A systematic review of the prevalence of selected sexually transmitted infections in young people in Latin America

Vallejo-Ortega et al.


To estimate the burden of Chlamydia trachomatis (CT), Neisseria gonorrhoeae (NG), Treponema pallidum (TP), and human papillomavirus (HPV) infections among people aged 10 to 25 in Latin America and the Caribbean.


The MEDLINE, EMBASE, and LILACS databases were searched, as well as documents from regional organizations or national health Institutions. Population-based studies that reported prevalence or incidence of CT, NG, TP, and HPV detected through confirmatory tests in adolescents and young people were included. Two reviewers independently selected studies and extracted data. The quality of studies was assessed using the Newcastle–Ottawa Scale. Pooled estimators were calculated in cases where heterogeneity was <70%; when not feasible, prevalence ranges were reported.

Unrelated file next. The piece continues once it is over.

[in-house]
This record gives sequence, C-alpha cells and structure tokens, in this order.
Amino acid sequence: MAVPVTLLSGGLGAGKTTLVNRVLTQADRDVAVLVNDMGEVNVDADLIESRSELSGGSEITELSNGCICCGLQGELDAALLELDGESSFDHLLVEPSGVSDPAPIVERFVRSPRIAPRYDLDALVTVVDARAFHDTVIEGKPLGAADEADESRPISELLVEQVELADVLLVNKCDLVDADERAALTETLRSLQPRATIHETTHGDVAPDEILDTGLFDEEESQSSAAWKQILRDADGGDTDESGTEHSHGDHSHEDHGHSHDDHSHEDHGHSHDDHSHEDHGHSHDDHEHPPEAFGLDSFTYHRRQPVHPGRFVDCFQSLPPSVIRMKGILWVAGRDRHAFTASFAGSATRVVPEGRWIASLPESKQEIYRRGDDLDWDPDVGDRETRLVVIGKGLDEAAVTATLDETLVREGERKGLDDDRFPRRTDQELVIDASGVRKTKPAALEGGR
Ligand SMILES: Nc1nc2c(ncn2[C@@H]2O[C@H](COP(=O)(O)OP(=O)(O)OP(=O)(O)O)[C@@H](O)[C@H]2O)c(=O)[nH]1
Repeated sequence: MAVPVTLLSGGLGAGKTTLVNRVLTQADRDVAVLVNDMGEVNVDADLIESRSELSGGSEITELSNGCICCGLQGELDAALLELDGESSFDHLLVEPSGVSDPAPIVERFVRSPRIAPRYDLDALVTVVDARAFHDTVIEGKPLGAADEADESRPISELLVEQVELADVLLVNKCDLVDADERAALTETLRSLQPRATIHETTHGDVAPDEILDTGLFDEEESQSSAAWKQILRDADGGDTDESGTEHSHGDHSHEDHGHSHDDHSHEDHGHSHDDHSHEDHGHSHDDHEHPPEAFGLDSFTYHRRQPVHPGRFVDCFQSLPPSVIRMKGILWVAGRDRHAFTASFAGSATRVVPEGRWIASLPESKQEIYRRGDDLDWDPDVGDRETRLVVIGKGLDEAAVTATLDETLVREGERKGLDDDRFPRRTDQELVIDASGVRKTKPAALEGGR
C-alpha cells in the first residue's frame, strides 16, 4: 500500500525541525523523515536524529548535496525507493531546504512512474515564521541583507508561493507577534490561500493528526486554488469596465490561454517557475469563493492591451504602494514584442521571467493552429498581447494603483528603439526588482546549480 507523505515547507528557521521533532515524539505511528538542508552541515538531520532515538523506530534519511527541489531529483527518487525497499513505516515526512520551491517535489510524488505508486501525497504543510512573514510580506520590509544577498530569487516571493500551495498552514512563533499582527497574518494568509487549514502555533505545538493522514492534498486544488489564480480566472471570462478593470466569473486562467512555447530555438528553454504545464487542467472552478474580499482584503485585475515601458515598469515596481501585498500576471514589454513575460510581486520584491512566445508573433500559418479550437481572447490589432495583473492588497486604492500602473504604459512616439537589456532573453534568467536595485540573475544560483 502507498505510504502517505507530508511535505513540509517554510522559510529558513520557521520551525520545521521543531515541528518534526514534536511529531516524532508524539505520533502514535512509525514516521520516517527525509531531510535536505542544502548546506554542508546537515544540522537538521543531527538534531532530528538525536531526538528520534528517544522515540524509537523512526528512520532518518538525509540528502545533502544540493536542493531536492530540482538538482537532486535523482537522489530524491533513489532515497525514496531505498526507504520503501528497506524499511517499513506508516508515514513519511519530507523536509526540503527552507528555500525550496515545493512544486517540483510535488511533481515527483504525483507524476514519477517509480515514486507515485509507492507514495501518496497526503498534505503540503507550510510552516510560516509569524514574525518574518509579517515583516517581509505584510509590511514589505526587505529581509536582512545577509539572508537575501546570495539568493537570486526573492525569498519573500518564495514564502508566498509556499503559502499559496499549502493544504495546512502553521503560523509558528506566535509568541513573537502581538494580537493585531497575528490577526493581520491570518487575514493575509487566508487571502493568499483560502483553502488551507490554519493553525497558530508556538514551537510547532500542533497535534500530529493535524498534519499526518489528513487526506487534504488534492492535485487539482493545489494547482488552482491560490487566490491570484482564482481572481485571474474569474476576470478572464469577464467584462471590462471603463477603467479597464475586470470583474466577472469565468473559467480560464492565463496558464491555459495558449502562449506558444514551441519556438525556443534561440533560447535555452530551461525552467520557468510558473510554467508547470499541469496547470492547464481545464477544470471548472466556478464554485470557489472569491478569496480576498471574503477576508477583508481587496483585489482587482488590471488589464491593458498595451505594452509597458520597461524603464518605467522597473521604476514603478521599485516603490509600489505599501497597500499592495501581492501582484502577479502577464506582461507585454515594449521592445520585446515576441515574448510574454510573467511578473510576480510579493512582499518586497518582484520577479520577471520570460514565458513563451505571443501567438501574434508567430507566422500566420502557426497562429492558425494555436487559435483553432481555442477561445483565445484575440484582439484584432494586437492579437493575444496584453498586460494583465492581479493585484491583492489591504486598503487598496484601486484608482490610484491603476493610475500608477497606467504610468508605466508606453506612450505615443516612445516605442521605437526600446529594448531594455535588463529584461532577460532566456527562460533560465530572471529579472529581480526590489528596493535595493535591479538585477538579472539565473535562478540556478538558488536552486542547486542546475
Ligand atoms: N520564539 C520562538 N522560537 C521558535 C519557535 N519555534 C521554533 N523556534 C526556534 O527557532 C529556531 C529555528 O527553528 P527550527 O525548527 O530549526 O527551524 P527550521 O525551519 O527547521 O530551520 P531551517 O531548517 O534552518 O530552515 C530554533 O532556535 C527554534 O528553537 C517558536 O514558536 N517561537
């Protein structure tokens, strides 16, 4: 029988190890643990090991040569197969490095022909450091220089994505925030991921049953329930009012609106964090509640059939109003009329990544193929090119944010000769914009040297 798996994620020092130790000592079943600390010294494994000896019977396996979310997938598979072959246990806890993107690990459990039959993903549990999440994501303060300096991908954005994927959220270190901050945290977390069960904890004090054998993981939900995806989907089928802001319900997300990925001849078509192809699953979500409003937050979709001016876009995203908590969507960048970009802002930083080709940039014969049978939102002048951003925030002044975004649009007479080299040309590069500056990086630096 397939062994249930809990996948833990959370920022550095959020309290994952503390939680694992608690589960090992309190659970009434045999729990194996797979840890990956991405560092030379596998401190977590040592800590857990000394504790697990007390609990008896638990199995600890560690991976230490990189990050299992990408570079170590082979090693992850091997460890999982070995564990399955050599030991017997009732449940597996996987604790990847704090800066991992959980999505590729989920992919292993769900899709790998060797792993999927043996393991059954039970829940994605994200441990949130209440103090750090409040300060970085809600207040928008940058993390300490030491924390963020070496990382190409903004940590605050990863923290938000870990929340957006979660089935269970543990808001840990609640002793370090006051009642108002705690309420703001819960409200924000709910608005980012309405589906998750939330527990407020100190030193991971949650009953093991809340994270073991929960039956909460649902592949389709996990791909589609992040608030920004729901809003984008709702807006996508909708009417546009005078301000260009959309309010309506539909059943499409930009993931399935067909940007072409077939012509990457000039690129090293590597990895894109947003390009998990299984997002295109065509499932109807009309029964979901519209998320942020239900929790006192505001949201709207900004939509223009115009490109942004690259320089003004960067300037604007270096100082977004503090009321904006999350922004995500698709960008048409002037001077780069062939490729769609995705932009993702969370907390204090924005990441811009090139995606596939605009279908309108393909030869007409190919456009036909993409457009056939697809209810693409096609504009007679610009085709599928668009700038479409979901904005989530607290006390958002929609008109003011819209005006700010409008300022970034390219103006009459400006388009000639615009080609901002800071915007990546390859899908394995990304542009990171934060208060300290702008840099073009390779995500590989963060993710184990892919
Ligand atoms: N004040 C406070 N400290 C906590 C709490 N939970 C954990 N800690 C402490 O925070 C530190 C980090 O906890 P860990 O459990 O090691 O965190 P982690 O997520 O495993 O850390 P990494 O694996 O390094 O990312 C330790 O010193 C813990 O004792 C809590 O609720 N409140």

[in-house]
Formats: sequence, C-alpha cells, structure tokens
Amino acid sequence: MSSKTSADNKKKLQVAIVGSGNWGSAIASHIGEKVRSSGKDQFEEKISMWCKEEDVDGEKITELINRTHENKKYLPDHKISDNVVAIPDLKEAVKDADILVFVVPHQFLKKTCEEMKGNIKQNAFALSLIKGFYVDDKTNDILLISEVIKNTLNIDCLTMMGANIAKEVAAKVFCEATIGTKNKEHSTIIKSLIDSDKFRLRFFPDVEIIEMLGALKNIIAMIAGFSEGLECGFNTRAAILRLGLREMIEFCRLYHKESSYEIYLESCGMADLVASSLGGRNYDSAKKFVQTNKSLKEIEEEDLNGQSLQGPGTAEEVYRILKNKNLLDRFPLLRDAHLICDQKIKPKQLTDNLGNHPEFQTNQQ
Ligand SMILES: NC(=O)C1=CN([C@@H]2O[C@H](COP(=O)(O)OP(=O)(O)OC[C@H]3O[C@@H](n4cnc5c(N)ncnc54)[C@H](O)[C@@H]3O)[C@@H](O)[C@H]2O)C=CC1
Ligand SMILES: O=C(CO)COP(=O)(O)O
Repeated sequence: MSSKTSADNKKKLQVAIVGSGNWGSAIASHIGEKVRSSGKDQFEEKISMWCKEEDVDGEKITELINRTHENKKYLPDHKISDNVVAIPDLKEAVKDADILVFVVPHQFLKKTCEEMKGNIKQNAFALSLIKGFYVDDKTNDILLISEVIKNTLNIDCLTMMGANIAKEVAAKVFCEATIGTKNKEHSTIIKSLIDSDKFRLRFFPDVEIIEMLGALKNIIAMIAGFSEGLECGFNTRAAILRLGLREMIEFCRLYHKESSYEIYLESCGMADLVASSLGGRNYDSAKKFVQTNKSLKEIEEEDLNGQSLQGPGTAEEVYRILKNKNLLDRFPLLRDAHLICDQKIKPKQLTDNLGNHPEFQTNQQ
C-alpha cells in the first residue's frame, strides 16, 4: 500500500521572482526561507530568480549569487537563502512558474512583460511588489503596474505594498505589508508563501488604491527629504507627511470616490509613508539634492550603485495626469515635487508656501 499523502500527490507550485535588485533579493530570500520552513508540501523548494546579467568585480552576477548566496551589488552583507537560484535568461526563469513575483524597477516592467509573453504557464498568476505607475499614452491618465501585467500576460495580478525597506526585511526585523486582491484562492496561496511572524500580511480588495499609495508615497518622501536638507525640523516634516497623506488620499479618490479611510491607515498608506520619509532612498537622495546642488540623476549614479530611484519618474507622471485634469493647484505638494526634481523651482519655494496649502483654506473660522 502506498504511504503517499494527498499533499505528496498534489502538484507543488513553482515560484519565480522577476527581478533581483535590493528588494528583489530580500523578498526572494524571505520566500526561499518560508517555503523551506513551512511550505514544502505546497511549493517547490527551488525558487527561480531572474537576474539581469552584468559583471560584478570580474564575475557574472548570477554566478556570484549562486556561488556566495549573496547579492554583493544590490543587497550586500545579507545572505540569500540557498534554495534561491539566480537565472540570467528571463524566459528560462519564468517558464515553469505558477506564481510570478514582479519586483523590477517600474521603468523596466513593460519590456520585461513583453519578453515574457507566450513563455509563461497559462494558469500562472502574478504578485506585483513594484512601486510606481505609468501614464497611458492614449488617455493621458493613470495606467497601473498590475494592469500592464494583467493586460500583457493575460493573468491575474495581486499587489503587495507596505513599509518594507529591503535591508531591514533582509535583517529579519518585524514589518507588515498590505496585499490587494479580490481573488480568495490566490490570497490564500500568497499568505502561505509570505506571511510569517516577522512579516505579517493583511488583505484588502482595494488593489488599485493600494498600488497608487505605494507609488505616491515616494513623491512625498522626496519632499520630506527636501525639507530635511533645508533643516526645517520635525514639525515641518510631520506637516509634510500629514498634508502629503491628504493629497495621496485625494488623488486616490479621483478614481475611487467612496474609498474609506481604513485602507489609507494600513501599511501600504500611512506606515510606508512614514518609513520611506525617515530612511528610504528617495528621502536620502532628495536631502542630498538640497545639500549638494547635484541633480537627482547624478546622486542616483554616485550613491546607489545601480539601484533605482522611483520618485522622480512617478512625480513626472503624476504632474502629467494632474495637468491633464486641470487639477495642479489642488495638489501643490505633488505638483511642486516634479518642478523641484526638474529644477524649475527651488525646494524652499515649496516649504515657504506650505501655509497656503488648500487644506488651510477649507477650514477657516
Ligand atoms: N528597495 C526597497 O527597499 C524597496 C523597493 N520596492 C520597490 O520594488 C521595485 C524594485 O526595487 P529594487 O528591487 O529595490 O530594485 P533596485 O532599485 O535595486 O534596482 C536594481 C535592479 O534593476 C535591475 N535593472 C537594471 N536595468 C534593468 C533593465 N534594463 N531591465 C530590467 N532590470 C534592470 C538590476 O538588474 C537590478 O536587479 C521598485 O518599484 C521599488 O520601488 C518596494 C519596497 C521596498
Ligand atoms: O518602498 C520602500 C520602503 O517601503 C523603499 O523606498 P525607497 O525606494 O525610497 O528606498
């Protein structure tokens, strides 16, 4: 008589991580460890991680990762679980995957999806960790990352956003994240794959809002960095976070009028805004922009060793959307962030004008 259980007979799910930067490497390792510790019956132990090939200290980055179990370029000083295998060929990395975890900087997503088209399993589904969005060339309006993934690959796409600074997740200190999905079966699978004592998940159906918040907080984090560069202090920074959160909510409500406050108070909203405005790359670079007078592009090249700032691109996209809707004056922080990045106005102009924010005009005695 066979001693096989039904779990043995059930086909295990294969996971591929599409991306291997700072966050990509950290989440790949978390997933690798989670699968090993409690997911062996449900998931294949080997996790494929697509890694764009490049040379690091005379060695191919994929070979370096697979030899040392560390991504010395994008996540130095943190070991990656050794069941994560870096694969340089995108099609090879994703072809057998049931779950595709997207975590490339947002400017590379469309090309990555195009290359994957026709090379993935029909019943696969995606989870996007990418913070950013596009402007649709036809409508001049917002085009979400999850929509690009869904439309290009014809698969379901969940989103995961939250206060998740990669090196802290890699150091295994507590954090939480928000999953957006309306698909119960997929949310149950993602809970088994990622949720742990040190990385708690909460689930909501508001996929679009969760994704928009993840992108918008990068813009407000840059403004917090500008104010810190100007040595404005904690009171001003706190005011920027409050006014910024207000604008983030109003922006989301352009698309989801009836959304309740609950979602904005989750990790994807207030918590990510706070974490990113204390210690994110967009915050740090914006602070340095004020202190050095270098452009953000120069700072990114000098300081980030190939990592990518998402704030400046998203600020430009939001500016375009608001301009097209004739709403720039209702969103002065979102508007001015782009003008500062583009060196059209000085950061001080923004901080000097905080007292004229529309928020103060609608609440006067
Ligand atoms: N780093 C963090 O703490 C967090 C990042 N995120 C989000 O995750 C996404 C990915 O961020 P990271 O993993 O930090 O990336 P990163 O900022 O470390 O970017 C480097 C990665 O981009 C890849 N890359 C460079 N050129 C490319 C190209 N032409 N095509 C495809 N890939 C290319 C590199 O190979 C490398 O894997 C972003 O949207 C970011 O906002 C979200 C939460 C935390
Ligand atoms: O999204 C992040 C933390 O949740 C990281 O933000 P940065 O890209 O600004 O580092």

Out of a total of 3 583 references, 15 prevalence studies complied with the inclusion criteria. Due to substantial heterogeneity (>70%), it was not possible to pool frequency estimators. Among the general population, the prevalence of CT infection ranged between 2.1% and 30.1% (9 studies, 5 670 participants); for NG, prevalence ranged between 0% and 2.9% (8 studies, 5 855 participants); for TP, prevalence varied between 0% and 0.7% (3 studies, 11 208 participants), and for HPV infection, prevalence ranged between 25.1% and 55.6% (8 studies, 3 831 participants).


Reliable, population-based data on sexually transmitted infections (STIs) in adolescents and youth in Latin America and the Caribbean are limited. Additional studies are needed to better understand the burden of STIs in this population. However, given the substantial prevalence of STIs detected, countries need public health policies for prevention, early diagnosis, and treatment of STIs in young people.

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